Timber-trussed rafters form the community building’s roof. These bear on to timber stud walls sitting on steel beams, similar to the workspace units.

The cafe and community hall, split by the toilet and utilities central block, are large, open spaces which provide flexibility of use. Due to the presence of legacy obstructions in the ground and to the limited budget, shallow foundations formed in mass concrete were chosen for their simplicity and for the possibility to crash the concrete to be reused for the piling mat of the future main scheme multistorey buildings.

However, since the area used to be marsh land, it is possible that settlements might occur with time. To accommodate this movement, the steel ground frames sit on removable packers, which will allow level adjustment by jacking up and adding packers. A detailed review of the fire strategy with building control and the fire brigade enabled the omittance of a sprinkler system and minimised the area needing fire compartmentalisation treatment.

Heating and cooling across the project is achieved via the use of wall-mounted VRF systems, with the ventilation strategy also allowing the opening of windows for natural ventilation. Rainwater storage is included in the landscape, to be reused in the main scheme.

In Arup’s award application, Francesco outlined how the use of timber has made a real difference in lowering the environmental impact of the scheme: “Westminster’s aspiration is for the Ebury Bridge Estate Renewal to be exemplar with regards to sustainability and positive social impact. This was also embraced for the Ebury Edge project, with sustainability and circular economy principles embedded in the concept design from the very start of the project.

“This was particularly challenging for a project with a theoretical design life of only five years, meaning it is unable to spread the embodied carbon from the initial construction phases over a typical 50-year period. Therefore, the ability to reuse the buildings became essential not only financially, but mostly with regards to sustainability. The scheme does not rely on fossil fuel for heating and uses environmentally low-impact material, such as timber, throughout the buildings, leaving it exposed as much as possible. All aspects of design were assessed against circular economy principles, with reuse at the forefront and recycling as the latter of the options.”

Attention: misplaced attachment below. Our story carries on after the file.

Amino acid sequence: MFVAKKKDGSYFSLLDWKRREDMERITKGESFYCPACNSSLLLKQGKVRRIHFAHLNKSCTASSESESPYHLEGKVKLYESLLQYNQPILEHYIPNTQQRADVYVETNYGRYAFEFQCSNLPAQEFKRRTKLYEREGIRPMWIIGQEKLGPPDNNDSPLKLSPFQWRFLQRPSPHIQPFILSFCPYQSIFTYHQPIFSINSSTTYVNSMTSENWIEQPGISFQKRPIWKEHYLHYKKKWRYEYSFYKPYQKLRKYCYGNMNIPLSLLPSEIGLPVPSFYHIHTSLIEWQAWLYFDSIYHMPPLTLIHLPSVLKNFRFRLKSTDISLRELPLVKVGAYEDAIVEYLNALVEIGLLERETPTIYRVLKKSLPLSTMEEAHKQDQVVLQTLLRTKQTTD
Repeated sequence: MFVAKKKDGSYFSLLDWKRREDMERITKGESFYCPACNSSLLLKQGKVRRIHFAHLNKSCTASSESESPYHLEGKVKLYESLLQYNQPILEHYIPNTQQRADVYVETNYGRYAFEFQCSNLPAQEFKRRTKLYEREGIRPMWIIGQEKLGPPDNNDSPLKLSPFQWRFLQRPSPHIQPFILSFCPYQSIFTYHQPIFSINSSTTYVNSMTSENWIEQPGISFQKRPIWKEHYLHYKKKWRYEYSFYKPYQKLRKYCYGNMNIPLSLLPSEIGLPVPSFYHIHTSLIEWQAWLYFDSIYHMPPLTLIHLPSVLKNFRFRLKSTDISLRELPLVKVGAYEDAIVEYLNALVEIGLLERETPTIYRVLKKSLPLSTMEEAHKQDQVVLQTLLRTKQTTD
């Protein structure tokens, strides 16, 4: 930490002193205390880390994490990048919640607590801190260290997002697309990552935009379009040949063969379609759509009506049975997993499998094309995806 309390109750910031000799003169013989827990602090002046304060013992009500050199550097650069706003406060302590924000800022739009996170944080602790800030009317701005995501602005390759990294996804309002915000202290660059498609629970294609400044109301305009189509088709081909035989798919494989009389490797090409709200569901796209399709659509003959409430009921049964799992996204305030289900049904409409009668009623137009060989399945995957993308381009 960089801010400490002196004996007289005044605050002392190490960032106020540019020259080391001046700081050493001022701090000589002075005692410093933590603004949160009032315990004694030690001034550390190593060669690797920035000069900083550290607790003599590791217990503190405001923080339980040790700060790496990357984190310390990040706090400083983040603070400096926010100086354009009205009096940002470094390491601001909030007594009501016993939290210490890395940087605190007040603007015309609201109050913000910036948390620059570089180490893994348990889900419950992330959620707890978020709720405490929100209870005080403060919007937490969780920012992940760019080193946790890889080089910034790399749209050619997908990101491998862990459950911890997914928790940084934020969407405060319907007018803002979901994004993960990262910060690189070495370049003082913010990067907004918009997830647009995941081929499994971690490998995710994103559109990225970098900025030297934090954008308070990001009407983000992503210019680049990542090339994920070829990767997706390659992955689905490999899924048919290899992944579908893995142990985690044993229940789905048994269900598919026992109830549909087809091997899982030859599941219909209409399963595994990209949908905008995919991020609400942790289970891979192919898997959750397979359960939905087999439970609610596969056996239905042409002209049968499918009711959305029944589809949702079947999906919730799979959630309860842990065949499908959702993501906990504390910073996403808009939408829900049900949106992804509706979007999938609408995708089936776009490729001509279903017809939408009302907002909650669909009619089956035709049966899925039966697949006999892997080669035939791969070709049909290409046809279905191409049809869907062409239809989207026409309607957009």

Community engagement

Careful work by JKA and workspace operator Meanwhile Space in establishing the spatial brief and engagement with local businesses helped the development to reach full occupation just weeks after opening in winter 2020/21. Seven small retail businesses now have their first shop fronts, while 10 other enterprises are getting a start in units upstairs and to the rear. Early market engagement helped to secure Fat Macy’s, an organisation which provides catering training for homeless people, as anchor tenant for the cafe, while the community space is providing a vital resource for childcare and wellbeing activities run by local groups.

The Ebury Edge is now providing invaluable social spaces for residents to meet, as well as the infrastructure for local businesses to begin the process of economic recovery. In 2021, the project was awarded the NLA’s Community Prize.